After struggling with addiction and mental illness, Jayne Fuentes served her time, found a job and got her life back on track. She's been sober and crime-free for three years, but one thing still dogs her: fear of being jailed or forced to do physical labor because she can't afford to pay the government.
It was announced today that starting November 1, 6,000 federal prisoners are to be released from federal prison, an unprecedented move that is the result of changes made by the U.S. Sentencing Commission last year that lowered federal sentencing guidelines for people convicted under draconian drug war-era laws.
On a summer Wednesday inside a prison in Graterford, Pa., convicted felons must make a tough decision. When they purchase ice cream, should they choose strawberry shortcake, chocolate chip cookie dough, birthday cake, banana daiquiri water ice or a combination of the flavors?
Last month I headed to my local cinema to see "The Stanford Prison Experiment," based, of course, on Prof. Phlilp Zimbardo's 1971 psychology investigation of the effects of a simulated carceral setting on average college students.
On Monday, September 17, twenty-eight years - essentially a life sentence ¬- was given to 61-year old disgraced peanut executive Stewart Parnell for his role in a salmonella cover-up linked to nine deaths between 2008 and 2009.
Pope Francis' speech at the Curran-Frumhold Correctional Facility was not explicit in any one message. Throughout, the Pope referenced Jesus' washing of the disciples' feet and taught about service, not serving time, but people in power serving others regardless of their present status.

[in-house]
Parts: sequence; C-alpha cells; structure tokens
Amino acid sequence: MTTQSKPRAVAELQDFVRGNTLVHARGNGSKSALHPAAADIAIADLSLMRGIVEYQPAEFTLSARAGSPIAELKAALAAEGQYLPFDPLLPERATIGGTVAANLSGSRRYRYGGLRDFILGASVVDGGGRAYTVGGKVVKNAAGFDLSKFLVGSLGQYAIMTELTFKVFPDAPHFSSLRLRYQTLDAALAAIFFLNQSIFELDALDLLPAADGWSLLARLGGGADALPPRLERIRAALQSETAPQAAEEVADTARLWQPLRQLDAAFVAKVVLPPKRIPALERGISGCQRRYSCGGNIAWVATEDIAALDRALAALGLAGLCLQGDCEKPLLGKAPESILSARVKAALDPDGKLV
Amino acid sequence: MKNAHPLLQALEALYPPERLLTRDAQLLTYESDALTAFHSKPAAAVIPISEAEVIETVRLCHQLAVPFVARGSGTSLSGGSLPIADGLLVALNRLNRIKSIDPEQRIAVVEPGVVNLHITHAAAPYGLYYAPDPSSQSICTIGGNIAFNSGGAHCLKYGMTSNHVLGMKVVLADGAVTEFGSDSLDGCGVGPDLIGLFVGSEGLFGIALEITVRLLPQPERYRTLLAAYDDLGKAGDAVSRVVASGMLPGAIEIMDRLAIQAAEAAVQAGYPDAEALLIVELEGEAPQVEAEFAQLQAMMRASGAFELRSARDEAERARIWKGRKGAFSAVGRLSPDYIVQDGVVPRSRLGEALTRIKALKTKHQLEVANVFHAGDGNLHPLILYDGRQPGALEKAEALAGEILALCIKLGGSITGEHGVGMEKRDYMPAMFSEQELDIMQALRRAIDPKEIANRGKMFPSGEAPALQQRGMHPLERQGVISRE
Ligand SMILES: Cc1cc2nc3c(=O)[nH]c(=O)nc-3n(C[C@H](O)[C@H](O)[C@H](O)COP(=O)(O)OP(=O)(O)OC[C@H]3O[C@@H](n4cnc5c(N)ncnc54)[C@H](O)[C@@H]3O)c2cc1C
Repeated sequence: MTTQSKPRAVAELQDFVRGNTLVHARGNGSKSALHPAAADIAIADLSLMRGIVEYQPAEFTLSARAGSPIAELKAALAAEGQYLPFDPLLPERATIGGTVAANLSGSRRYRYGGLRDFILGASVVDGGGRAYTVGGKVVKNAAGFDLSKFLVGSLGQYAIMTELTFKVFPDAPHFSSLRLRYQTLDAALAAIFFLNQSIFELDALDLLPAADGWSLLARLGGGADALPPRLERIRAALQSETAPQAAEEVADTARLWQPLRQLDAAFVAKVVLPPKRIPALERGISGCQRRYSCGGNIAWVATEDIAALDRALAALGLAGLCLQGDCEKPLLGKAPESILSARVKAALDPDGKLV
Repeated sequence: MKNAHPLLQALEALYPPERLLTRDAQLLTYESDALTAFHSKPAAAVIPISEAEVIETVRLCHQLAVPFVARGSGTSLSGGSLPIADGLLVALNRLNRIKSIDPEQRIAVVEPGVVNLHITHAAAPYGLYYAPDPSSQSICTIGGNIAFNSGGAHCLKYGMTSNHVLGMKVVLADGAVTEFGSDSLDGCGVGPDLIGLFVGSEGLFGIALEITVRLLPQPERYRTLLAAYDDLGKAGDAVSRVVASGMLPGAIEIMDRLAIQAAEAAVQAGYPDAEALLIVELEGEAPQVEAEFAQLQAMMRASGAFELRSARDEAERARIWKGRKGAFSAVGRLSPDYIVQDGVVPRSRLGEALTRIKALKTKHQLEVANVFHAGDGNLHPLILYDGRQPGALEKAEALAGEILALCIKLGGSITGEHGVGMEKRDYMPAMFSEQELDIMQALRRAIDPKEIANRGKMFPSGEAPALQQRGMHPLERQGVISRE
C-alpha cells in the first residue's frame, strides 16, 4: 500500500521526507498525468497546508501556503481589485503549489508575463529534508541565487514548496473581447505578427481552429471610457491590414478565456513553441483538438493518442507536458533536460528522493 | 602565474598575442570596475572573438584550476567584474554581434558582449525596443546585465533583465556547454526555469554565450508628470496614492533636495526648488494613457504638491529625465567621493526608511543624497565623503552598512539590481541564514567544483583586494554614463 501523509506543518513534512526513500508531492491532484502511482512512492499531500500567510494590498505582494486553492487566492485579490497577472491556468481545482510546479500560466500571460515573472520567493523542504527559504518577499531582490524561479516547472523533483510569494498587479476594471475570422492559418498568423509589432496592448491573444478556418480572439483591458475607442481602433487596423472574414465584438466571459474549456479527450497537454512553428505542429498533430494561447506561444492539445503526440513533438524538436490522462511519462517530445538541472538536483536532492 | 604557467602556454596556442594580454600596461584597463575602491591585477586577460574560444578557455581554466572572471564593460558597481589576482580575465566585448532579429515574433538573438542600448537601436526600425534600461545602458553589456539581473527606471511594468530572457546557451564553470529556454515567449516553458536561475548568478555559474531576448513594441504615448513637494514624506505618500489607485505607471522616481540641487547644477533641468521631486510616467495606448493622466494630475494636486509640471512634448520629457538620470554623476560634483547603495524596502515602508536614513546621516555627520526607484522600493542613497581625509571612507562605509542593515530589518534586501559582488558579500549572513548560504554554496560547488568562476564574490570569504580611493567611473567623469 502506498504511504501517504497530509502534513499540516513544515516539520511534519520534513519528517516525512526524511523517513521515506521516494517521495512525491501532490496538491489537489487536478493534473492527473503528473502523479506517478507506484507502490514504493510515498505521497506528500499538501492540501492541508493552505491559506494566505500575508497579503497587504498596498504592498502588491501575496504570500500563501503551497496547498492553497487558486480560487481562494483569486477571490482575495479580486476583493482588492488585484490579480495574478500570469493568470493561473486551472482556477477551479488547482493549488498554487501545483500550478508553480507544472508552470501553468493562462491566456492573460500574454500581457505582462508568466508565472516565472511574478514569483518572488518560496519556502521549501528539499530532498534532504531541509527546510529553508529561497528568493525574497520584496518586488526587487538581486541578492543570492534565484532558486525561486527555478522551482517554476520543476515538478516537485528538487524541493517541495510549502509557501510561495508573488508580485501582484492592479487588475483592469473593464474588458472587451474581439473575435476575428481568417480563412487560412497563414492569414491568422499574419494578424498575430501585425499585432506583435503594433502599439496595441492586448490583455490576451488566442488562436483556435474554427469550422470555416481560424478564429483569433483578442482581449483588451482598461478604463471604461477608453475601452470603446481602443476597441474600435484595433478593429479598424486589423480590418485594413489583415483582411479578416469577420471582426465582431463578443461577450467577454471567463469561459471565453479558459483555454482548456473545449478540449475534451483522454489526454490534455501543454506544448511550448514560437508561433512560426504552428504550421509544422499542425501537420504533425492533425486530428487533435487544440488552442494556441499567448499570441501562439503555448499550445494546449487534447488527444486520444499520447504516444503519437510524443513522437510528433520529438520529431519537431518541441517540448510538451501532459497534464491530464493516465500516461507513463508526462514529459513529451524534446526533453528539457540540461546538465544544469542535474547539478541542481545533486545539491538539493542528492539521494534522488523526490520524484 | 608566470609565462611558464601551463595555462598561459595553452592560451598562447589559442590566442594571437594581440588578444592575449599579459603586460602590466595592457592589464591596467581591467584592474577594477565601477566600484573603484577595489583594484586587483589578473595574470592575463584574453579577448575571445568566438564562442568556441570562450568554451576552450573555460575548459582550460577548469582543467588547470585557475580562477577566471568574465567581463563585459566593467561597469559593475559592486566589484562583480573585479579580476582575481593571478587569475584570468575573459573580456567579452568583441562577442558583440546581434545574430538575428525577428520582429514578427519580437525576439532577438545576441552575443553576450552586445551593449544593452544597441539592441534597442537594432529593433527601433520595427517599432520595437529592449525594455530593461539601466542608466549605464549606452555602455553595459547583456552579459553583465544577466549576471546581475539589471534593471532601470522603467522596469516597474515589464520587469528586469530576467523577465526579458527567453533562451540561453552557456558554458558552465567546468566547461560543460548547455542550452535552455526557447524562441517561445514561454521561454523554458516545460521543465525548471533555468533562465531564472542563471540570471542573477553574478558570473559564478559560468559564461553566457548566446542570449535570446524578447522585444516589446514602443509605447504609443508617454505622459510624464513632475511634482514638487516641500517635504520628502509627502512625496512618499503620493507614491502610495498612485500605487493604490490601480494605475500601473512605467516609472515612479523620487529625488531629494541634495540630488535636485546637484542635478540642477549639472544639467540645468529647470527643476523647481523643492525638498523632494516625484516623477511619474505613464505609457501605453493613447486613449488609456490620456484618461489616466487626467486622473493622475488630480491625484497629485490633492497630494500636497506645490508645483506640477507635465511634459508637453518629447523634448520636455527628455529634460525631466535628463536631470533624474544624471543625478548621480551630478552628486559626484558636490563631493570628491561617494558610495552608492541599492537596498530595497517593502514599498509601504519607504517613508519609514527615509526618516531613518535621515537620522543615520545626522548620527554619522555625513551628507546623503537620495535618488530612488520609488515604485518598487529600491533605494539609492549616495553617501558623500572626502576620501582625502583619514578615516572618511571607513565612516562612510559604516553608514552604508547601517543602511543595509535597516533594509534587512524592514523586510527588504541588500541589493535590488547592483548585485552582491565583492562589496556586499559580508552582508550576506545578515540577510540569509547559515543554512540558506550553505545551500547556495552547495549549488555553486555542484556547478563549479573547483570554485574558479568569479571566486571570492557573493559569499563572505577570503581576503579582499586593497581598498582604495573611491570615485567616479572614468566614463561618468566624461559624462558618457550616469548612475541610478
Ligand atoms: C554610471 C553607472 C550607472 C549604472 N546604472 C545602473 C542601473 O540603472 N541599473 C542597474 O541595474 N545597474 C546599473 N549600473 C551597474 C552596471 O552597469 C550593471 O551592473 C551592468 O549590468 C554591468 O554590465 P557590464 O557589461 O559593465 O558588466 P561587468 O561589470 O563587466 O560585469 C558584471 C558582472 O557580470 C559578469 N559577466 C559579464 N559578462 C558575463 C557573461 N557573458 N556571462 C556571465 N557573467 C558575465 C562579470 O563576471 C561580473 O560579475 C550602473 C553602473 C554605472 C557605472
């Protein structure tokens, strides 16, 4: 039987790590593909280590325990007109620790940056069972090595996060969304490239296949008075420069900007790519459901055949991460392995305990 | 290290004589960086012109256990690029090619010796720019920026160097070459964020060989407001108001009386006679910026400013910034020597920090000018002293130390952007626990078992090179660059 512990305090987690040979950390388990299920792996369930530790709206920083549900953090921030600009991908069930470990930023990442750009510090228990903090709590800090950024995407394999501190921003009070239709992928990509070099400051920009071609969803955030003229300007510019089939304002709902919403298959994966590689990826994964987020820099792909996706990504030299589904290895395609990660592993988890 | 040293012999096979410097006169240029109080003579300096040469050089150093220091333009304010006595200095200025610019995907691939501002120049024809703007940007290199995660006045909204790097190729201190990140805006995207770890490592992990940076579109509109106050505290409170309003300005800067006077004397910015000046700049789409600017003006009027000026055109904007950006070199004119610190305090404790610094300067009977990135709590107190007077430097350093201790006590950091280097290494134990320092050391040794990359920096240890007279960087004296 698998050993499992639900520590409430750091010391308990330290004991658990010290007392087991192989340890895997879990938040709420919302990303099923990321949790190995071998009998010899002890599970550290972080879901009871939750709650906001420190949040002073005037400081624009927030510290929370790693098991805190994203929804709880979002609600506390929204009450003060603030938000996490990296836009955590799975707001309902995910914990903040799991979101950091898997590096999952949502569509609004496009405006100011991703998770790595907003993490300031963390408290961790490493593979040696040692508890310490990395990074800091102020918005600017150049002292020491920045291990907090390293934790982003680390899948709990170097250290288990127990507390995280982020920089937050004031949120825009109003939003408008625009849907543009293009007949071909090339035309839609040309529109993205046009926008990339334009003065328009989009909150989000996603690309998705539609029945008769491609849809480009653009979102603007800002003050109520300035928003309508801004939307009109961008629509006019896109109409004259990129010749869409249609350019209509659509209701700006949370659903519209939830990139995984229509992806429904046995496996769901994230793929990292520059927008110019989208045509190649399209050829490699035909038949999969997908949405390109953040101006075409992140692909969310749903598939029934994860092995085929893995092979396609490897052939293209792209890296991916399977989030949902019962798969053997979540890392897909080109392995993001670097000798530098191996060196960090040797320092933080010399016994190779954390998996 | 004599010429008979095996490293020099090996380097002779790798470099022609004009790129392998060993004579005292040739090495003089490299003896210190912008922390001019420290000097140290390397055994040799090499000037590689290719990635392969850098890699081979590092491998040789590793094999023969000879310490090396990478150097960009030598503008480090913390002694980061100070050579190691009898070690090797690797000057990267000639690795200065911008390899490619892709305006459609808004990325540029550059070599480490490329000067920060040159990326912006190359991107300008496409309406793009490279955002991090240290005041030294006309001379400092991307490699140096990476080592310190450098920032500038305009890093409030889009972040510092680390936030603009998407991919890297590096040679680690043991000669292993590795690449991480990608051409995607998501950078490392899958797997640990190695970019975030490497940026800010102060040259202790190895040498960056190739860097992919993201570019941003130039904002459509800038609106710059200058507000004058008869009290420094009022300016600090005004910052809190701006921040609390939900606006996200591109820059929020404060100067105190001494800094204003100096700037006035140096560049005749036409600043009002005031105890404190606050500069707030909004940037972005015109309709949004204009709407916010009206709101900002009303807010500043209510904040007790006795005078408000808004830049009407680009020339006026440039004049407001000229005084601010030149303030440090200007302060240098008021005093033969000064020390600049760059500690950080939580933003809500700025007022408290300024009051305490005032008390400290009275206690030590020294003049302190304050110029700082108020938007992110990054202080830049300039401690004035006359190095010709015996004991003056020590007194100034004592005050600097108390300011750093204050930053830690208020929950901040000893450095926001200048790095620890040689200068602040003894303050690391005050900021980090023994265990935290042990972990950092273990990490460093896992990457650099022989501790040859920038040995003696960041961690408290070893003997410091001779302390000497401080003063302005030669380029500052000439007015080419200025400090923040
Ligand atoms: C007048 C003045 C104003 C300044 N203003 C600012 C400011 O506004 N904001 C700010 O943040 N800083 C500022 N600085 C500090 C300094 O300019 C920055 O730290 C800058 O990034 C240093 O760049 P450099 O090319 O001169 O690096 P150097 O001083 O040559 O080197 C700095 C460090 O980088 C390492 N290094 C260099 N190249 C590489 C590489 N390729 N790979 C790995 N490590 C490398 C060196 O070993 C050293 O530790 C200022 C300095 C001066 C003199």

People released from prison frequently face challenges. To start, people with prison records have a hard time finding a job. If employers won't hire the formerly incarcerated, then the formerly incarcerated can take a different tactic.
Reentry is not just a criminal justice issue: it is an economic and moral imperative. The population of people with prior records represents too great a wave of human potential to leave behind.
It wasn't until I saw the picture of Pope Francis through the window of his plane, preparing to depart, that it sunk in how hard the man had worked during his brief trip to the United States.
Today, more than two million people are behind bars. Few of us stop to consider the human impacts of incarceration or what it means to be separated from a parent, sibling and social settings you've known your entire life.
On Sunday, Pope Francis will visit the Curran-Fromhold Correctional Facility (CFCF), a jail in Philadelphia. His visit will shine that light in a very dark place -- an overcrowded jail in a major US city.
Pope Francis's visit to a Philadelphia prison this weekend will serve as a reminder of the heavy cost of today's high incarceration levels for families, neighborhoods and states.
In summit discussions with President Xi Jinping of China, President Barack Obama might want to open new lines of communication over human rights by reflecting candidly on America's own failings, following a script something like this:
Scott Lewis spent 19 years in federal prison. He was recently released after an FBI investigation revealed a dirty cop was part of the cocaine trade and framed Lewis and Stefon Morant, for a double murder they didn't commit. Lewis is now an independent real estate broker.
As we remember brothers like Troy Davis, as we think about Kelly Gissendaner who would be executed by the State of Georgia on the 29th of this month, we remember what it means to die a good death, leaving a mark on a world that forces us to face our own idiosyncrasies and short comings.
In the 1980s, I had a string of successful sales and marketing companies and lived in the sub-penthouse of a beachfront hi-rise with a wonderful wife. An idyllic life.